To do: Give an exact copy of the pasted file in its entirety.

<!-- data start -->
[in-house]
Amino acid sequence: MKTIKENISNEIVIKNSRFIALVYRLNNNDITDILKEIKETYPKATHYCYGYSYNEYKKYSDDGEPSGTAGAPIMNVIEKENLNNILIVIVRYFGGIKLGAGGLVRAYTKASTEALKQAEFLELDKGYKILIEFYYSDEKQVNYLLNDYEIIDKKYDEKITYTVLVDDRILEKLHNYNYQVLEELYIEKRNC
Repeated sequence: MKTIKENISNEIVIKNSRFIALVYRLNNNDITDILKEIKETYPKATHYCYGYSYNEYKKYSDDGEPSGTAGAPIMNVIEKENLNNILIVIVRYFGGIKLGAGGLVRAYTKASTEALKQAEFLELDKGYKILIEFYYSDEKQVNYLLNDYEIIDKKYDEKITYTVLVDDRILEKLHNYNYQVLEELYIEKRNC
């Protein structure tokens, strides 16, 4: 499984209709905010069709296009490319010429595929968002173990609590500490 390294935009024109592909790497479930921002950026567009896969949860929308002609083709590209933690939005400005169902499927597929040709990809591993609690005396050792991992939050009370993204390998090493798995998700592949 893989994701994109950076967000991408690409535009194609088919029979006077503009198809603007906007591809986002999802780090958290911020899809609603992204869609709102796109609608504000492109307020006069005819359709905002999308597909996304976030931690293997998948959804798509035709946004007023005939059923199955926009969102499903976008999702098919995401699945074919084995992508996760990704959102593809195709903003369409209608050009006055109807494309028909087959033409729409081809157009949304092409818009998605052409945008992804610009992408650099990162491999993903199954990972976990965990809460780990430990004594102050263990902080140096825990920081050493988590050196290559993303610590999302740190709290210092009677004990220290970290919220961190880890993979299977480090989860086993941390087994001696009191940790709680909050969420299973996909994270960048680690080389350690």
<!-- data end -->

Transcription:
[in-house]
Amino acid sequence: MKTIKENISNEIVIKNSRFIALVYRLNNNDITDILKEIKETYPKATHYCYGYSYNEYKKYSDDGEPSGTAGAPIMNVIEKENLNNILIVIVRYFGGIKLGAGGLVRAYTKASTEALKQAEFLELDKGYKILIEFYYSDEKQVNYLLNDYEIIDKKYDEKITYTVLVDDRILEKLHNYNYQVLEELYIEKRNC
Repeated sequence: MKTIKENISNEIVIKNSRFIALVYRLNNNDITDILKEIKETYPKATHYCYGYSYNEYKKYSDDGEPSGTAGAPIMNVIEKENLNNILIVIVRYFGGIKLGAGGLVRAYTKASTEALKQAEFLELDKGYKILIEFYYSDEKQVNYLLNDYEIIDKKYDEKITYTVLVDDRILEKLHNYNYQVLEELYIEKRNC
């Protein structure tokens, strides 16, 4: 499984209709905010069709296009490319010429595929968002173990609590500490 390294935009024109592909790497479930921002950026567009896969949860929308002609083709590209933690939005400005169902499927597929040709990809591993609690005396050792991992939050009370993204390998090493798995998700592949 893989994701994109950076967000991408690409535009194609088919029979006077503009198809603007906007591809986002999802780090958290911020899809609603992204869609709102796109609608504000492109307020006069005819359709905002999308597909996304976030931690293997998948959804798509035709946004007023005939059923199955926009969102499903976008999702098919995401699945074919084995992508996760990704959102593809195709903003369409209608050009006055109807494309028909087959033409729409081809157009949304092409818009998605052409945008992804610009992408650099990162491999993903199954990972976990965990809460780990430990004594102050263990902080140096825990920081050493988590050196290559993303610590999302740190709290210092009677004990220290970290919220961190880890993979299977480090989860086993941390087994001696009191940790709680909050969420299973996909994270960048680690080389350690």